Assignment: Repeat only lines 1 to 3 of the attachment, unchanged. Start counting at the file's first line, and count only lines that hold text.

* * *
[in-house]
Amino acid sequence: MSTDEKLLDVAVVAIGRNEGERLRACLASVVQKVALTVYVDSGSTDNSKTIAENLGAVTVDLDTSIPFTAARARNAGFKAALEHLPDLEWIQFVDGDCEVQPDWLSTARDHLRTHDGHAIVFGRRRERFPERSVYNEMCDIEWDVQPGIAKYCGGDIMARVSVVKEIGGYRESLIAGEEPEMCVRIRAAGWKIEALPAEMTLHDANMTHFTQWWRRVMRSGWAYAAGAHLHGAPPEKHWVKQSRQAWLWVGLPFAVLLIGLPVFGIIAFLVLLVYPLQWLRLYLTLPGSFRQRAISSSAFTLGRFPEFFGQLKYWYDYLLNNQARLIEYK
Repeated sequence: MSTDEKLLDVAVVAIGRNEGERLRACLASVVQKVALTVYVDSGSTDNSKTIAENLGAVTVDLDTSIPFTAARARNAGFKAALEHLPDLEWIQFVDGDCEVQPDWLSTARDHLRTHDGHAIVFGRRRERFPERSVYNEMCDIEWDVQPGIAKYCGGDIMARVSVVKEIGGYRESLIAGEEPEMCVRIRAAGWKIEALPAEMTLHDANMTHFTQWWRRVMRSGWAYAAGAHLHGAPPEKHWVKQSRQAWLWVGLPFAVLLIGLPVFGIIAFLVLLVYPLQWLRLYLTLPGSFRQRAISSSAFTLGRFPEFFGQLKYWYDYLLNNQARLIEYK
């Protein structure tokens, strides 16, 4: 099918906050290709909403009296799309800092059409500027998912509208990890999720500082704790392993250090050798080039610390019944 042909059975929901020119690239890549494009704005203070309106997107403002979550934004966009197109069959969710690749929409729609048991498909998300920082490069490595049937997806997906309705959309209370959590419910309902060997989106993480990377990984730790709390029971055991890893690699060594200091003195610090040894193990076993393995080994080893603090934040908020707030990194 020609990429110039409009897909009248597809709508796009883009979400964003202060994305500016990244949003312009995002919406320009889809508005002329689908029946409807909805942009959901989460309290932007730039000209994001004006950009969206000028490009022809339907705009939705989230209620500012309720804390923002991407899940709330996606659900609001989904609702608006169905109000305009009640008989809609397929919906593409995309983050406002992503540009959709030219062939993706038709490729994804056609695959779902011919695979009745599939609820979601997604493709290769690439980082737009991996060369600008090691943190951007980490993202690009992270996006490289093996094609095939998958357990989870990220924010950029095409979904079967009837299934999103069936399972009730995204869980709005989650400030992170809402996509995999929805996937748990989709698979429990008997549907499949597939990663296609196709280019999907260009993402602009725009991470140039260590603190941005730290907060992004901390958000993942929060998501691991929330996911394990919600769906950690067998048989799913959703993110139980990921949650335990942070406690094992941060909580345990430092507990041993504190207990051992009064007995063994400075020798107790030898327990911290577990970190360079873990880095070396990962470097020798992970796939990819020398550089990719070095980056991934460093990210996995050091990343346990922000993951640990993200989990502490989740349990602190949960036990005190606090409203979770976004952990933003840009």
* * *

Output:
[in-house]
Amino acid sequence: MSTDEKLLDVAVVAIGRNEGERLRACLASVVQKVALTVYVDSGSTDNSKTIAENLGAVTVDLDTSIPFTAARARNAGFKAALEHLPDLEWIQFVDGDCEVQPDWLSTARDHLRTHDGHAIVFGRRRERFPERSVYNEMCDIEWDVQPGIAKYCGGDIMARVSVVKEIGGYRESLIAGEEPEMCVRIRAAGWKIEALPAEMTLHDANMTHFTQWWRRVMRSGWAYAAGAHLHGAPPEKHWVKQSRQAWLWVGLPFAVLLIGLPVFGIIAFLVLLVYPLQWLRLYLTLPGSFRQRAISSSAFTLGRFPEFFGQLKYWYDYLLNNQARLIEYK
Repeated sequence: MSTDEKLLDVAVVAIGRNEGERLRACLASVVQKVALTVYVDSGSTDNSKTIAENLGAVTVDLDTSIPFTAARARNAGFKAALEHLPDLEWIQFVDGDCEVQPDWLSTARDHLRTHDGHAIVFGRRRERFPERSVYNEMCDIEWDVQPGIAKYCGGDIMARVSVVKEIGGYRESLIAGEEPEMCVRIRAAGWKIEALPAEMTLHDANMTHFTQWWRRVMRSGWAYAAGAHLHGAPPEKHWVKQSRQAWLWVGLPFAVLLIGLPVFGIIAFLVLLVYPLQWLRLYLTLPGSFRQRAISSSAFTLGRFPEFFGQLKYWYDYLLNNQARLIEYK